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Snake Malware Biting Hard on 50 Apps For Only $25

Snake Malware Biting Hard on 50 Apps For Only $25

Cybercriminals are flooding to use the Snake password-stealing trojan, making it one of the popular malware families used in attacks.

Snake has been active since November 2020 and is a different project from the ransomware operation that used the same name in the past.

Written in .NET and using the same staging mechanism as FormBook and Agent Tesla, researchers from Cybereason take a deep dive into how the rising threat operates.

Also Read: What Is Data Sovereignty and How Does It Apply To Your Business?

Wide range of malicious features

Cybercriminals currently sell Snake on dark web forums for as low as $25, which could be why we see a spike in its deployment.

Mainly deployed in phishing campaigns, Snake installed via malicious email attachments or through drops sites reached by clicking on email links.

When installed on a computer, Snake is capable of stealing credentials from over 50 apps, including email clients, web browsers, and IM platforms.

Some of the more popular programs targeted by Snake include:

  • Discord
  • Pidgin
  • FileZilla
  • Thunderbird
  • Outlook
  • Brave browser
  • Chrome
  • Edge
  • Firefox
  • Opera
  • Vivaldi
  • Yandex

Snake also features keystroke logging, clipboard data theft capabilities and can even capture screenshots of the entire screen, which are then uploaded back to the threat actor.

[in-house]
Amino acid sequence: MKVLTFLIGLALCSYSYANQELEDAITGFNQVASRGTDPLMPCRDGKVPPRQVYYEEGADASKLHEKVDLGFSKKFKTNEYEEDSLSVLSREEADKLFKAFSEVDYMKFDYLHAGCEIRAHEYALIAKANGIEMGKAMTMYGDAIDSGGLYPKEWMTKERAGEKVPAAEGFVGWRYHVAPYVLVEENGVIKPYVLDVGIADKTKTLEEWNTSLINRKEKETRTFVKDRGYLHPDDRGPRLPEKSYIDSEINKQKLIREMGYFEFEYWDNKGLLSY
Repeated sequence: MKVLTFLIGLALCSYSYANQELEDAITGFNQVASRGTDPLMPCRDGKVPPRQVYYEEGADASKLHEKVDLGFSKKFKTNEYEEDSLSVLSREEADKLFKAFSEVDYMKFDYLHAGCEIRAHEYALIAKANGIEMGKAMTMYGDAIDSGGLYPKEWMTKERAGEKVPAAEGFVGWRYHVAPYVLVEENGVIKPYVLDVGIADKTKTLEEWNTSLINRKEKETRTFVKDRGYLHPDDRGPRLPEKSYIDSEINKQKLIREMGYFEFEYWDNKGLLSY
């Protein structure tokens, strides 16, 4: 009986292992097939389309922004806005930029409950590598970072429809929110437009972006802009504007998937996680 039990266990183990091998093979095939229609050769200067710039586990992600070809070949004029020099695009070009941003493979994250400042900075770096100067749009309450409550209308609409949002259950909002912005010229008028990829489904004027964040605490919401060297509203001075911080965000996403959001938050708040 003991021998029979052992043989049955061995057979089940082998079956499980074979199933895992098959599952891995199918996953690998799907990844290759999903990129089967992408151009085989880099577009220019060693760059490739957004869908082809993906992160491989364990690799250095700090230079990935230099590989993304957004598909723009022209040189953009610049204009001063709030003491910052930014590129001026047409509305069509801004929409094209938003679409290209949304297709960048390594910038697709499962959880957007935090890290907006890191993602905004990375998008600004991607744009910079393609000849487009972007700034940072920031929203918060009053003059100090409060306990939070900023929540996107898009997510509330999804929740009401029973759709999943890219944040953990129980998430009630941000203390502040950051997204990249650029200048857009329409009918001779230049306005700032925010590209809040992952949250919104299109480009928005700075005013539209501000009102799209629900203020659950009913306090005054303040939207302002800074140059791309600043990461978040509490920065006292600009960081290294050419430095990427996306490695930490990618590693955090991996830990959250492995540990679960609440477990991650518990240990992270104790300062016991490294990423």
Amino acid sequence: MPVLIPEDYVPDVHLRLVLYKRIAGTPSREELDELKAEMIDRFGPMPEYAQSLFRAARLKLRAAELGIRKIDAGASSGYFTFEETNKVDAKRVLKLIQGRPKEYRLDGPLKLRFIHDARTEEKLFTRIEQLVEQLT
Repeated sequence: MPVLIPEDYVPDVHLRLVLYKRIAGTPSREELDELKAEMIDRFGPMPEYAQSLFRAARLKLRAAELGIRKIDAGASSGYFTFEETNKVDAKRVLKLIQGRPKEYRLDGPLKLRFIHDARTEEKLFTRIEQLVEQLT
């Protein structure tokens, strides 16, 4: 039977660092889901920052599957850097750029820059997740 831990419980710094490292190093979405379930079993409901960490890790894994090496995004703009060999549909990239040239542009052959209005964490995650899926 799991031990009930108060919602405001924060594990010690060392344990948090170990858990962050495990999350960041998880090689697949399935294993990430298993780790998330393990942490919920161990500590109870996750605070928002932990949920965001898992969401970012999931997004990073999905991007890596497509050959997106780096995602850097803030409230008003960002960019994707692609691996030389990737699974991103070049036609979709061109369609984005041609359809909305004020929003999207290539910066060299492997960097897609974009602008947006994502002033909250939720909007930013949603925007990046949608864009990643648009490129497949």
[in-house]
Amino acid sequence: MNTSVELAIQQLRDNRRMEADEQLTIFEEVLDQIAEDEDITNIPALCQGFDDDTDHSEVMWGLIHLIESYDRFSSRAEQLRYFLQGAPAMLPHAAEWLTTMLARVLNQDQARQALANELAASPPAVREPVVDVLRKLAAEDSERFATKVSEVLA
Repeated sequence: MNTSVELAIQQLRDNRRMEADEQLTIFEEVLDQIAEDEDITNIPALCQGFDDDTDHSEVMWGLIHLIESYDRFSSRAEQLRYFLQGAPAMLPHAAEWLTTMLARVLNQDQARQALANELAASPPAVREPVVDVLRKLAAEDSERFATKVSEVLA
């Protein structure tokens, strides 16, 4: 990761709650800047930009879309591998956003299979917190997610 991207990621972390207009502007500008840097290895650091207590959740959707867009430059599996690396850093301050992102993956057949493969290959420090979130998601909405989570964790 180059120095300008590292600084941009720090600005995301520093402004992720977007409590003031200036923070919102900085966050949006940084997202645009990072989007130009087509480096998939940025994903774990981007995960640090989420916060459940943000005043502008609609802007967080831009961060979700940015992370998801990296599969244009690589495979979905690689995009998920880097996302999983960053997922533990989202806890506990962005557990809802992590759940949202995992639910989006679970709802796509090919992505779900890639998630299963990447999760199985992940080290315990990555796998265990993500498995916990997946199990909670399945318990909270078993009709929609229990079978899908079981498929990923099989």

Also Read: What a Vulnerability Assessment Shows and How It Can Save You Money

Snake's stealing capability diagram
Snake’s stealing capability diagram
Source: Cybereason

Other features include stealing OS data, memory space info, geolocation, date-time information, IP addresses, and more.

previous analysis from HP has shown that threat actors may use the geolocation data to restrict installation based on the victim’s country.

All in all, it’s a versatile info-stealer for its cost and has been successful at hiding from security solutions.

Evading detection

To avoid detection, Snake disables AV defenses by killing the associated processes and goes as far as to disable network traffic analyzers such as Wireshark.

Snake then adds itself to the exclusion list of the Windows Defender, allowing it to execute malicious PowerShell commands without being detected.

Snake adds a scheduled task and edits a registry key to execute when a user logs in to Windows to establish persistence.

Finally, it is noteworthy that Snake gives its operators the versatility to choose what features they will activate on the malware during the packing stage.

This customization allows them to stay hidden by reducing the use of features in targeted attacks.

Finally, when it comes to data exfiltration, Snake uses either an FTP or SMTP server connection or an HTTPS POST on a Telegram endpoint.



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